Environmental tobacco smoke, workplace stress – podcast 2006

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In 2006, one of the earliest editions of the SafetyAtWork podcast featured several speakers on issues that remain topical.  The podcast is available for download

Anne Mainsbridge, currently a Solicitor with the Public Interest Advocacy Centre talks about her report on environmental tobacco smoke.

This is followed by Associate Professor Tony LaMontagne of the University of Melbourne talking about a systematic approach to managing workplace stress.  This was a report that was published by the Victorian Health Department and, as such, slipped by many OHS professionals.  The report is now available for download

The audio production is rough for such an early podcast, and I apologise, but I think you will find the content of interest.

Kevin Jones

Does union presence improve OHS?

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The trade union movement is an important element in the management of safety in workplaces but over the last twenty years, with the exception of a couple of industry sectors, the membership numbers have waned.  Until recently in Australia, the union movement was able to maintain a level of influence in the government decision-making process that was contrary to its declining membership.

Last week the Deputy Prime Minister, Julia Gillard, told the ACTU to stop lobbying the government and instead generate innovation, enthusiasm and members by reintroducing itself to the community.  Union membership spiked in response to its anti-Howard government advertising over three years ago but any membership based on fear is unsustainable.

Paul Kelly in today’s Australian is more forthright about the trade union position in society and politics but it is clear that the union movement needs to refocus.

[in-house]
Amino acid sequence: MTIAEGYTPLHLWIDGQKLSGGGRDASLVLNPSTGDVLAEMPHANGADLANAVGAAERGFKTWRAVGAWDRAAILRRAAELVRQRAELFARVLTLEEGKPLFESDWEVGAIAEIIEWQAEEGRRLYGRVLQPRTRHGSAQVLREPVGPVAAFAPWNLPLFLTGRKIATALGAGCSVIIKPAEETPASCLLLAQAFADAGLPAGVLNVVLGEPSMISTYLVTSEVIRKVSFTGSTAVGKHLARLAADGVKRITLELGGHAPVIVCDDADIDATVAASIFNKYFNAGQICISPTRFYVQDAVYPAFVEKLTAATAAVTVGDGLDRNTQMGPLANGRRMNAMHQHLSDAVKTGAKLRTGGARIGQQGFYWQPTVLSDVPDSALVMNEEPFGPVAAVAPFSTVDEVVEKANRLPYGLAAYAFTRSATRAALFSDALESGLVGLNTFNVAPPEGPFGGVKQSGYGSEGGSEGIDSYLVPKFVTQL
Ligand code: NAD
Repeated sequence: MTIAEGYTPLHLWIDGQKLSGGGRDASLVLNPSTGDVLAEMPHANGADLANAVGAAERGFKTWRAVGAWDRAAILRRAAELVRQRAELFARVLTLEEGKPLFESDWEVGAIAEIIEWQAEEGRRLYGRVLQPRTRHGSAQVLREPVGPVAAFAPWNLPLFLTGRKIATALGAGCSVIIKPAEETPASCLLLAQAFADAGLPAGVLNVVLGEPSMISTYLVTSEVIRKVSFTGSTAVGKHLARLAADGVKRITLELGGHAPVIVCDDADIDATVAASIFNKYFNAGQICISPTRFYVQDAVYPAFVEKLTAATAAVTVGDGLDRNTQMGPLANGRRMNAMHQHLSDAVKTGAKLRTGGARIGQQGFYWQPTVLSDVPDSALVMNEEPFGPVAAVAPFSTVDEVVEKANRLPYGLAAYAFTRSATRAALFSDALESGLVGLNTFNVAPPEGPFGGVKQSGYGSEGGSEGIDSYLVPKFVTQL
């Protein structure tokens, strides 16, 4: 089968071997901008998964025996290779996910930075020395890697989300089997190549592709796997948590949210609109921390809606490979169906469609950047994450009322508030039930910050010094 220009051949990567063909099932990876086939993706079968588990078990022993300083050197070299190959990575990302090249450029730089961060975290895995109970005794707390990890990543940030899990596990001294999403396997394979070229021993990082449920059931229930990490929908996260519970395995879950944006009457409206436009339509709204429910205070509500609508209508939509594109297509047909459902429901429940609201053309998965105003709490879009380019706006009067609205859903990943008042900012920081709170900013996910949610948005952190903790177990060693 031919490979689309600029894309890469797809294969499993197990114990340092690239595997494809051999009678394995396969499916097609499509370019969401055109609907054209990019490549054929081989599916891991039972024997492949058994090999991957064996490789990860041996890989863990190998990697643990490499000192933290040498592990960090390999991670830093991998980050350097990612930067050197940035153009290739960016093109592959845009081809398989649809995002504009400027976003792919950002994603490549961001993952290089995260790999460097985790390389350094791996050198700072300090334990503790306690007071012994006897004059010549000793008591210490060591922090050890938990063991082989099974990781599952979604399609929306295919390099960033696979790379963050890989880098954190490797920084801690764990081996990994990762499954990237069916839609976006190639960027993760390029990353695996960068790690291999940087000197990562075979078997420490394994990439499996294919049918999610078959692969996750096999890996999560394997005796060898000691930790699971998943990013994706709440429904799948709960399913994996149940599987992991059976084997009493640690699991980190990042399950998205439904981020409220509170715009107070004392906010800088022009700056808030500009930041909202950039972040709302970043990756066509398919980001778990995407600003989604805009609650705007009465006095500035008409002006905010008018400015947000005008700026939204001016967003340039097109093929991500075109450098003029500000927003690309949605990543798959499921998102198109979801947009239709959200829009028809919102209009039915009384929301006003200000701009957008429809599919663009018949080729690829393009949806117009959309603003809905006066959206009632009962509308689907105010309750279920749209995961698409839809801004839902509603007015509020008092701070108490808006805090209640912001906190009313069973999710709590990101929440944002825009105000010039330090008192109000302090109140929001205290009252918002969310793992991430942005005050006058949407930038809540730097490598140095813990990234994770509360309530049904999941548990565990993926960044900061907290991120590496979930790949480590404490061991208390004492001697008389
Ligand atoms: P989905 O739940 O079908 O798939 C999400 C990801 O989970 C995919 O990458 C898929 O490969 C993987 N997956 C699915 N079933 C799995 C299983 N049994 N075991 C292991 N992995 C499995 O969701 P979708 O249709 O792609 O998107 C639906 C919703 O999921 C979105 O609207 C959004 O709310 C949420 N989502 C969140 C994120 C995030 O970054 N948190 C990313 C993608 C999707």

Health and safety representatives (HSRs) have been a major element of the enforcement of safety standards in workplaces.  Some OHS legislation in the last decade has had to emphasise non-union consultation on safety issues to balance the declining presence of HSRs.  New research from Europe has found the following

three researchers reviewed
the studies done on the matter in Europe. They
conclude that having trade union representation
leads to better observance of the rules,
lower accident rates and fewer work-related
health problems.

“having trade union representation leads to better observance of the rules, lower accident rates and fewer work-related health problems.”

Transposing these findings into a non-European context is unwise but the research could provide a model for independent research and a comparative study.

Regrettably the report is not available for free but can be purchased through the European Trade Union Institute.

Kevin Jones

Sitting (not so) pretty

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New Australian research shows hours of sedentary activity, like typing emails or sitting at a quality control station, are associated with higher cardio-metabolic health risks that are independent of time spent in moderate-to-vigorous intensity physical activity.

DrGenevieveHealyAccording to a media statement from University of Queensland and Baker IDI research fellow, Genevieve Healy, (pictured right) 

“Although many Australians have adopted the recommendation of getting at least 30 minutes of moderate to vigorous activity on at least five days of the week, we’ve been getting more overweight.

“The most plausible explanation is that 30 minutes constitutes a very small proportion of waking hours.  It’s equally important to look at what the person is doing for the remaining 15 and-a-half hours of the day.  A person who follows the guidelines of 30 minutes of brisk walking and spends the other 97 per cent of waking hours sitting is ‘physically active’ according to public health guidelines.  However, the term ‘active couch potato’ is probably more appropriate,” Dr Healy says.

Dr Healy will be speaking more on her reseach at the Queensland Safety Conference in Brisbane, Australia on  18 June 2009.

Audit report says “could do better”

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Cover of 20090603_workcover_full_reportOn 3 June 2009, the Victorian Auditor-General released the audit report, CLAIMS MANAGEMENT BY THE VICTORIAN WORKCOVER AUTHORITY.  The objective of the audit was to assess the effectiveness and efficiency of VWA’s claims management.

The report found that the current claims management model